I don’t miss Danny Williams very often, but this was one of those times.
Williams was a master manipulator and the one trick he used over and over to swell public admiration was to continually play the “us versus them” card every chance he got. And by God we lapped it right up!
It was Us against the greedy oil companies. It was Us against Paul Martin on the Atlantic Accord. It was Us against Stevie Harper. It was Us against Quebec. And the list goes on and on and on and on.
Last week, an academic fellow told us that Europe is looking for Newfoundland and Labrador (and Quebec) to do away with minimum fish processing requirements as part of any Canada-Europe free trade agreement. It was further suggested that Ottawa is putting pressure on us to do the same in order to get this so-called Comprehensive Economic Trade Agreement (CETA) thing done.
In a report called Globalization, Trade Treaties and the Future of the Atlantic Canadian Fisheries, Scott Sinclair of the Canadian Centre for Policy Alternatives (CCPA) said the proposals being floated around the free trade agreement threaten the Atlantic fishery’s sustainability.
He also says that if the province decides to do away with the minimum processing requirements it will lose a substantial amount of control when it comes to maximizing the benefits of fish resources for the people of the province.
As you might expect, politicians of all stripes have been piling on the bandwagon ever since, calling for heads to roll and commitments to be made insisting these requirements be upheld in any negotiation with Europe on free trade.
As much as the political wagon-hitching makes me throw up in my own mouth, I must admit it made me long for the days of Williams (swoon!). Oh! How he would’ve latched on to something like that! I can see him now, spewing venom and anger, dropping verbal nukes on our new adversaries. Those $%#@&$% Europeans! Or, alternatively, that $%#@&$% crowd in Ottawa!
Ah, the hyperbole would have been at the napalm level at least.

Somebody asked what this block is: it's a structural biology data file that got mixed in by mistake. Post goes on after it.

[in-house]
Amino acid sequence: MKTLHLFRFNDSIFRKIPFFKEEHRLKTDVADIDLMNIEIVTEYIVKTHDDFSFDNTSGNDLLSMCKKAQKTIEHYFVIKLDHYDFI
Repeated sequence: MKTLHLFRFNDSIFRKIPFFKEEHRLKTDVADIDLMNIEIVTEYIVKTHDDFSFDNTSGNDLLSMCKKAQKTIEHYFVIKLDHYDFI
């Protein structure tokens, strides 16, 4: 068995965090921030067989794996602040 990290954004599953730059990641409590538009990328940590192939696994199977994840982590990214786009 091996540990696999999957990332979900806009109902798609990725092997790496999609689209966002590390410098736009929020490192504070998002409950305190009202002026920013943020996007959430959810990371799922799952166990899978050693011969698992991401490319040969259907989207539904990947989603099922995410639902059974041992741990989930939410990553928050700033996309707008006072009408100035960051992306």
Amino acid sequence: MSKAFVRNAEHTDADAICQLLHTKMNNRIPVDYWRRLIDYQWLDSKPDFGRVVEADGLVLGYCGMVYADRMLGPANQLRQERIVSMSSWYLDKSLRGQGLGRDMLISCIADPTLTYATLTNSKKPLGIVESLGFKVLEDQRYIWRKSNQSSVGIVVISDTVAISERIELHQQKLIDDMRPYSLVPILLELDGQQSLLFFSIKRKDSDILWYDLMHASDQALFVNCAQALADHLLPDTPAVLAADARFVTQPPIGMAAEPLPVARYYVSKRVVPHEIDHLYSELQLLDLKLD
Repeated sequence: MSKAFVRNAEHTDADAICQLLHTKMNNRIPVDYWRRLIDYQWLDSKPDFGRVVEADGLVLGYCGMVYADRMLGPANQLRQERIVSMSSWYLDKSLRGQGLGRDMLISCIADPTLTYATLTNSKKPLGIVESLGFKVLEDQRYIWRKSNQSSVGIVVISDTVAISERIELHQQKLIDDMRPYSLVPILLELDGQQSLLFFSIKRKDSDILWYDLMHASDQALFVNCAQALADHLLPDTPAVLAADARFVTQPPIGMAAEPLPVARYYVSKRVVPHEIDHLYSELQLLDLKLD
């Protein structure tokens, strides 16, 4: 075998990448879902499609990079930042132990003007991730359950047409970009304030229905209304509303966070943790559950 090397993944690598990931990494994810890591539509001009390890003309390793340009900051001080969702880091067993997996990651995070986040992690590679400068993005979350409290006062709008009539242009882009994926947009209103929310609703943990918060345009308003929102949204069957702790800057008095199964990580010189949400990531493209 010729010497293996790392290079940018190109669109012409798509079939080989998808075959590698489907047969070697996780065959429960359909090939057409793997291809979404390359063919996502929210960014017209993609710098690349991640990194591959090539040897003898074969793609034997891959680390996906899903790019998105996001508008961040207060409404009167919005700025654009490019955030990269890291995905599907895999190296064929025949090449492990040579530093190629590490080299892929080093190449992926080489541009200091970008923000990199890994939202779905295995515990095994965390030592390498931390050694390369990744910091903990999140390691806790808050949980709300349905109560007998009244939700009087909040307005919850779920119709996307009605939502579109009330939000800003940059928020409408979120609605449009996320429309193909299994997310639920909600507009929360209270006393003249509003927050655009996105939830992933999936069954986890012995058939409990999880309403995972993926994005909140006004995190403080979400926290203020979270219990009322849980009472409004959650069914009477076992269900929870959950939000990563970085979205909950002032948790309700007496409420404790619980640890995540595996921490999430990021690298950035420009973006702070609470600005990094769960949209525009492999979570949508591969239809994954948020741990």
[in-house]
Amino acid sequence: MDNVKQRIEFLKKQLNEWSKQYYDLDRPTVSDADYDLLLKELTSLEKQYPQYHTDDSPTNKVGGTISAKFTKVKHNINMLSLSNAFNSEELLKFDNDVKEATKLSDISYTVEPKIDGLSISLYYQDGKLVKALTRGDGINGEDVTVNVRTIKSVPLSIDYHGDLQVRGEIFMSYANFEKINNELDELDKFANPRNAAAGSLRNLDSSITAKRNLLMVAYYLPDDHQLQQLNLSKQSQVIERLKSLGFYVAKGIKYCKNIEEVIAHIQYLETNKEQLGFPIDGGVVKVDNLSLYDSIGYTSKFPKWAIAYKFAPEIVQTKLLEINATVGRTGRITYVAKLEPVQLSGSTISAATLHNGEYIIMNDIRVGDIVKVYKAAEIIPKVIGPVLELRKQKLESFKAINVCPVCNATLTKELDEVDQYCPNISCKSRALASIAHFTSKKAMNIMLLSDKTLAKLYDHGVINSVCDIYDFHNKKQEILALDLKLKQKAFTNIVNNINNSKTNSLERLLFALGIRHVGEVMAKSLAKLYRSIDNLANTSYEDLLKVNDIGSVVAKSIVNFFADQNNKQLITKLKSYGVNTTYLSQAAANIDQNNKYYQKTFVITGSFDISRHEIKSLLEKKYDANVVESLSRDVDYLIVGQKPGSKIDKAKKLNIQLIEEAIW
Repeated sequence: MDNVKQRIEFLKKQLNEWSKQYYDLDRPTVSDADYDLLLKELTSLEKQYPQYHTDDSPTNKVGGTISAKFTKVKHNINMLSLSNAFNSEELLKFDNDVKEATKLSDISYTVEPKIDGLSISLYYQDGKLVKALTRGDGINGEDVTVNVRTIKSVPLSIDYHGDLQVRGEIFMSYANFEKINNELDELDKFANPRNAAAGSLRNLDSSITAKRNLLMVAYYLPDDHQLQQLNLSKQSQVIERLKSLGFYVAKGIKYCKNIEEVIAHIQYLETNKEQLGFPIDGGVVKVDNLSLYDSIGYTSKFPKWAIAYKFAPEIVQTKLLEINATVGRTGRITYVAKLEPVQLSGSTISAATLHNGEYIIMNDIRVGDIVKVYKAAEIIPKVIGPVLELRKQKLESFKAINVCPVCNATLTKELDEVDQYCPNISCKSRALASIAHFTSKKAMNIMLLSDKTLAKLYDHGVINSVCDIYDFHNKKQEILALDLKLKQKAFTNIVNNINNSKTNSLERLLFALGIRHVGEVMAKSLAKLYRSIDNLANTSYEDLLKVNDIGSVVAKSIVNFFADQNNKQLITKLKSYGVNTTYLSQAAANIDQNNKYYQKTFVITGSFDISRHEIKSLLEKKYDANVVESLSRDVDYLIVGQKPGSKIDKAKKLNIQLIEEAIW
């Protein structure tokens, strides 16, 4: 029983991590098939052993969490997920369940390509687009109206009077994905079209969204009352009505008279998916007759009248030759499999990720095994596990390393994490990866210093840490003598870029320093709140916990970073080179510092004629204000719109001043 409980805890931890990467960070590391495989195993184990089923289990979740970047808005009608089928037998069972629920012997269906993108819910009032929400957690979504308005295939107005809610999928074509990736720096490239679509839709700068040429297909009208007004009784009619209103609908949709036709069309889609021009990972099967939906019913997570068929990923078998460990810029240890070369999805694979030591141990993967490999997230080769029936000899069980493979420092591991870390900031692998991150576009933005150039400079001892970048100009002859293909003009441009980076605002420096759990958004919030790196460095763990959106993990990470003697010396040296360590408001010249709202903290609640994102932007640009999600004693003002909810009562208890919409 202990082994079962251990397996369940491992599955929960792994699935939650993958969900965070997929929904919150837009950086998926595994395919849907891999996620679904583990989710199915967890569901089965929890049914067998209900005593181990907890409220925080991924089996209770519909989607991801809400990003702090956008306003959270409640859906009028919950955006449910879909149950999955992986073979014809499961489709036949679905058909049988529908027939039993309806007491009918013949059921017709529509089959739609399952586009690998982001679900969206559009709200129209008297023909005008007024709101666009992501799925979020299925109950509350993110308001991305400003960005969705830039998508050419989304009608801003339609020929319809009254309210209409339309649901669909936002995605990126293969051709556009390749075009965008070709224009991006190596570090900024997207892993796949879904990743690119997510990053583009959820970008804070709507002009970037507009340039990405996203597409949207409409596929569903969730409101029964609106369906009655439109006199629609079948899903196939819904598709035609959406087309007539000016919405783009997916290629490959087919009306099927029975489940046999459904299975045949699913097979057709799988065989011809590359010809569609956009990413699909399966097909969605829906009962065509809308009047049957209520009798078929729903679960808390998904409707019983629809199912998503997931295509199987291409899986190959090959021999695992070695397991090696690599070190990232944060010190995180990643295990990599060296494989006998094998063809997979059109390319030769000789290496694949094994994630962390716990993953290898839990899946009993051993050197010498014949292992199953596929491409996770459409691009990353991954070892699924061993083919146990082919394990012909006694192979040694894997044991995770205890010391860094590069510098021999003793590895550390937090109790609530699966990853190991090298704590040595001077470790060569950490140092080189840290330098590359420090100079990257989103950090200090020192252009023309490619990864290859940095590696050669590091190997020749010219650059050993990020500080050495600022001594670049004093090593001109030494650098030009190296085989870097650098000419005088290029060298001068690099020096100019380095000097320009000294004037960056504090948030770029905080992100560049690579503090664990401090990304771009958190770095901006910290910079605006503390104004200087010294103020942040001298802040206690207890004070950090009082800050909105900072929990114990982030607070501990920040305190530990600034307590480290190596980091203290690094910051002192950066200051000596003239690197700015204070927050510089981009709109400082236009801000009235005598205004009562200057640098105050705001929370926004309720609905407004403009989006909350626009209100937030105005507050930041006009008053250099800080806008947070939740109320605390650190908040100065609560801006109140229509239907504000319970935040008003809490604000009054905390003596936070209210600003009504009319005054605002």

Unfortunately, there hasn’t been much ado at all. So, without the political theatre to distract, we’re left to ask some actual questions about this thing.
Is it possible a huge international free trade deal between Canada and Europe is being held up by a few fish in Atlantic Canada?
Considering that the province is already in the business of getting rid of minimum processing requirements (see the deal with OCI and Fortune) and sees it as the future model for fish processing, so would it really matter anyway?
How does getting rid of minimum processing help Europe economically? Won’t places with low-cost labour and shipping like China get the bulk of the processing action?
Sinclair says the federally established owner operator and fleet separation policies are safe. Oh wait, he added, maybe they’re not depending on the language that gets used in the agreement. So which is it?
It’s obvious some big changes are coming to the fish processing business in this province and country, and recent moves are starting to raise the biggest question of all: at what point will there be no fish processed on land in Newfoundland and Labrador?
With markets changing, economic uncertainty, currency issues, inflating expenses, plants closing, labour shortages, government and companies moving towards a larger vessel/whole shipping model on groundfish, the growth in groundfish numbers, and with shellfish resources like crab and shrimp on the decline in some areas off Newfoundland and Labrador, that day may be closer than anyone realizes.
Jamie Baker is the managing editor for The Navigator magazine, www.thenavigatormagazine.com